About Time I Read It: The Illusion of Separateness by Simon Van Booy

After a heavy diet of nonfiction I found myself in the mood for a little fiction. Specifically, I was craving something around 200 pages, like Matthew Olshan’s Marshlands, Vendela Vida’s The Diver’s Clothes Lie Empty or Jennifer Clement’s Prayers for the Stolen, novels I have fond memories of reading during the early evening hours of summer. Luckily for me, one of the books I picked up last month at a friends of the library book sale was Simon Van Booy’s 2013 novel The Illusion of Separateness. Just a shade over 200 pages, it’s just what I needed.

I enjoyed The Illusion of Separateness not because it’s short but because it’s good. Utilizing a minimalist approach Van Booy weaves together a beautifully interrelated tale stretching 70 years and two contitents involving a host of diverse characters including a blind museum docent, biracial Hollywood director, disfigured German WWII veteran and nursing home superintendent. Each one is profoundly linked in someway to the other, even if by a single act of kindness.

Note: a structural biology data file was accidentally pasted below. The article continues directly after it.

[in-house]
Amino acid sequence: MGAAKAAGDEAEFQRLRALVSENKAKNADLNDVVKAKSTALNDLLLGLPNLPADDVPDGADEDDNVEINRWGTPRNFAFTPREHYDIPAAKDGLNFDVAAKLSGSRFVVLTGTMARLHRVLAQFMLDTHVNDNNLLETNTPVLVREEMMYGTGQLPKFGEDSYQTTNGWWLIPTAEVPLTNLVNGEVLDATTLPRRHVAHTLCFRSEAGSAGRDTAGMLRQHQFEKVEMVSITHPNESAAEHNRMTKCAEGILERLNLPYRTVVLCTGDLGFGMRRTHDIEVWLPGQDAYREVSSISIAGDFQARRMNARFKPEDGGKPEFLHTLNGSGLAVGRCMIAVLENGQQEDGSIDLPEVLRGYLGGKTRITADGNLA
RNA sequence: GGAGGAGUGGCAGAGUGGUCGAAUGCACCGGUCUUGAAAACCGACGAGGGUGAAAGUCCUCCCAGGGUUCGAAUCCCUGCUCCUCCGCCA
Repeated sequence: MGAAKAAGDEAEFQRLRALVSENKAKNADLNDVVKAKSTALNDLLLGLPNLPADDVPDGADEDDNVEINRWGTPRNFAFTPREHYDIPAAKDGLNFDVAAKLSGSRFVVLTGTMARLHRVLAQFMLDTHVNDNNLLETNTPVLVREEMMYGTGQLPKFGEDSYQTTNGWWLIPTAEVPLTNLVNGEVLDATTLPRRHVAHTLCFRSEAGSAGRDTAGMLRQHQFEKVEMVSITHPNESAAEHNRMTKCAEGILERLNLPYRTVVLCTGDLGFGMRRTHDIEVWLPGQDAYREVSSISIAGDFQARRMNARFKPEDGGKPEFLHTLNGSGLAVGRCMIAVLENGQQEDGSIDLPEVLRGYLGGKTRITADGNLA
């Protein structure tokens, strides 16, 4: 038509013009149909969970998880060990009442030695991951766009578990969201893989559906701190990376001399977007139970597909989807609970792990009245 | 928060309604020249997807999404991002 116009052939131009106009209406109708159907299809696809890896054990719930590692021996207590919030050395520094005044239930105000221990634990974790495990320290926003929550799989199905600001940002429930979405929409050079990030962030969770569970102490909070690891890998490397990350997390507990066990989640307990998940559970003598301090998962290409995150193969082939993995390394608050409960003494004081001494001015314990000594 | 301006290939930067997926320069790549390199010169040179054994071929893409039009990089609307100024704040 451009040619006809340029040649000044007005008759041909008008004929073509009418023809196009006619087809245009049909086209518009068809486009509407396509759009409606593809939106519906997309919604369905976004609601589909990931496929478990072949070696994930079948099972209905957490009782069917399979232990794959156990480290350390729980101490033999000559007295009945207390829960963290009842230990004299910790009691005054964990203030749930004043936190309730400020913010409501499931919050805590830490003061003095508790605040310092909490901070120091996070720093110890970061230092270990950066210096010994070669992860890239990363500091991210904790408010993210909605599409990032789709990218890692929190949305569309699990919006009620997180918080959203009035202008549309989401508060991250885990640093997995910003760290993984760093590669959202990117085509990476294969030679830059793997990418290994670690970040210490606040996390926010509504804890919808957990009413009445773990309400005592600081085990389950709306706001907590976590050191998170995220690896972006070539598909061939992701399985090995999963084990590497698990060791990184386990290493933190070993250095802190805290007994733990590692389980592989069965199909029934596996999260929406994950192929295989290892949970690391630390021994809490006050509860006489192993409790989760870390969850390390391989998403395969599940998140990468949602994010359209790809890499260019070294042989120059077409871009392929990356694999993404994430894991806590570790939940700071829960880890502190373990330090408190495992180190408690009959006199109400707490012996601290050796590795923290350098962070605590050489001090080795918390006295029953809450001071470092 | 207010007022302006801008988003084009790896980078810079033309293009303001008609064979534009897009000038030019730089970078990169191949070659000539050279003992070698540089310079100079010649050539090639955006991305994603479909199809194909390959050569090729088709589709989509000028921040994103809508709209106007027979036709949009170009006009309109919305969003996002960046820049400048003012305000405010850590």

After finishing The Illusion of Separateness earlier today I’d like to read more of Van Booy’s fiction. But right now I just wanna lose myself within the pages of another excellent short novel.

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